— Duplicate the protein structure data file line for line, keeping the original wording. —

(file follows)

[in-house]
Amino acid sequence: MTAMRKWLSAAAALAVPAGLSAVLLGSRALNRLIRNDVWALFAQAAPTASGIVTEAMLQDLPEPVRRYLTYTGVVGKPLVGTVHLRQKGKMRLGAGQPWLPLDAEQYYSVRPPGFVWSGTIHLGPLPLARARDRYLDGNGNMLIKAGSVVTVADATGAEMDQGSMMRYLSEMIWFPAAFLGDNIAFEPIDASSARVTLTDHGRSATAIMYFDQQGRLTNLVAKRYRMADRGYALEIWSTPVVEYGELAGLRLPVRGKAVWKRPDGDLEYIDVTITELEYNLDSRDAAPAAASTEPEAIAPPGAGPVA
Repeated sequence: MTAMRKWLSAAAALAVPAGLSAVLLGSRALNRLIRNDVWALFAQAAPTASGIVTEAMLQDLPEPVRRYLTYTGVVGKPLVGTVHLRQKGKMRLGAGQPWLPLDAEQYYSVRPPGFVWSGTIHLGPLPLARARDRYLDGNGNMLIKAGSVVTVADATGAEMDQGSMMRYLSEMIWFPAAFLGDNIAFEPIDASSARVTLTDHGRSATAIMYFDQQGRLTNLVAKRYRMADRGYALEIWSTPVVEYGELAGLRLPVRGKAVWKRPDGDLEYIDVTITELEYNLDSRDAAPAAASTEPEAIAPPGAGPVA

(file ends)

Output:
[in-house]
Amino acid sequence: MTAMRKWLSAAAALAVPAGLSAVLLGSRALNRLIRNDVWALFAQAAPTASGIVTEAMLQDLPEPVRRYLTYTGVVGKPLVGTVHLRQKGKMRLGAGQPWLPLDAEQYYSVRPPGFVWSGTIHLGPLPLARARDRYLDGNGNMLIKAGSVVTVADATGAEMDQGSMMRYLSEMIWFPAAFLGDNIAFEPIDASSARVTLTDHGRSATAIMYFDQQGRLTNLVAKRYRMADRGYALEIWSTPVVEYGELAGLRLPVRGKAVWKRPDGDLEYIDVTITELEYNLDSRDAAPAAASTEPEAIAPPGAGPVA
Repeated sequence: MTAMRKWLSAAAALAVPAGLSAVLLGSRALNRLIRNDVWALFAQAAPTASGIVTEAMLQDLPEPVRRYLTYTGVVGKPLVGTVHLRQKGKMRLGAGQPWLPLDAEQYYSVRPPGFVWSGTIHLGPLPLARARDRYLDGNGNMLIKAGSVVTVADATGAEMDQGSMMRYLSEMIWFPAAFLGDNIAFEPIDASSARVTLTDHGRSATAIMYFDQQGRLTNLVAKRYRMADRGYALEIWSTPVVEYGELAGLRLPVRGKAVWKRPDGDLEYIDVTITELEYNLDSRDAAPAAASTEPEAIAPPGAGPVA